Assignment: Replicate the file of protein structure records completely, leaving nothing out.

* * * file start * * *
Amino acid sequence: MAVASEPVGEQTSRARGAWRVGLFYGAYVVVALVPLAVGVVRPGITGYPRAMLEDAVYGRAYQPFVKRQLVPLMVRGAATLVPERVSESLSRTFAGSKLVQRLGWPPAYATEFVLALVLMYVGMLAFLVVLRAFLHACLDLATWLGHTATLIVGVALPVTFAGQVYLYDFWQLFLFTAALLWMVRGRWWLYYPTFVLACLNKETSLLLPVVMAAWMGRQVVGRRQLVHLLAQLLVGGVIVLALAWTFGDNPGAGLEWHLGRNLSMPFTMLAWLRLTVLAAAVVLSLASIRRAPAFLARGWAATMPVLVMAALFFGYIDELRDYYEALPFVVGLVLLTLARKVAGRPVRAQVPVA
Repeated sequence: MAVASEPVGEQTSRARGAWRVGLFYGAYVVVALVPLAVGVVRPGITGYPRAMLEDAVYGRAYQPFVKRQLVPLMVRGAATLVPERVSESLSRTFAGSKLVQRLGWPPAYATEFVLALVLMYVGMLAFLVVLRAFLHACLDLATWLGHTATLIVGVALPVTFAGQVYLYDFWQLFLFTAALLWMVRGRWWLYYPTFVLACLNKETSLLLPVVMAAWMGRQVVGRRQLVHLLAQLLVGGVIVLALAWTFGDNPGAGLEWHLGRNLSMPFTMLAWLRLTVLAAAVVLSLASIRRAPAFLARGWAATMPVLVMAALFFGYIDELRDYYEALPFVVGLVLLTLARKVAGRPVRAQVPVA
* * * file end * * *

Amino acid sequence: MAVASEPVGEQTSRARGAWRVGLFYGAYVVVALVPLAVGVVRPGITGYPRAMLEDAVYGRAYQPFVKRQLVPLMVRGAATLVPERVSESLSRTFAGSKLVQRLGWPPAYATEFVLALVLMYVGMLAFLVVLRAFLHACLDLATWLGHTATLIVGVALPVTFAGQVYLYDFWQLFLFTAALLWMVRGRWWLYYPTFVLACLNKETSLLLPVVMAAWMGRQVVGRRQLVHLLAQLLVGGVIVLALAWTFGDNPGAGLEWHLGRNLSMPFTMLAWLRLTVLAAAVVLSLASIRRAPAFLARGWAATMPVLVMAALFFGYIDELRDYYEALPFVVGLVLLTLARKVAGRPVRAQVPVA
Repeated sequence: MAVASEPVGEQTSRARGAWRVGLFYGAYVVVALVPLAVGVVRPGITGYPRAMLEDAVYGRAYQPFVKRQLVPLMVRGAATLVPERVSESLSRTFAGSKLVQRLGWPPAYATEFVLALVLMYVGMLAFLVVLRAFLHACLDLATWLGHTATLIVGVALPVTFAGQVYLYDFWQLFLFTAALLWMVRGRWWLYYPTFVLACLNKETSLLLPVVMAAWMGRQVVGRRQLVHLLAQLLVGGVIVLALAWTFGDNPGAGLEWHLGRNLSMPFTMLAWLRLTVLAAAVVLSLASIRRAPAFLARGWAATMPVLVMAALFFGYIDELRDYYEALPFVVGLVLLTLARKVAGRPVRAQVPVA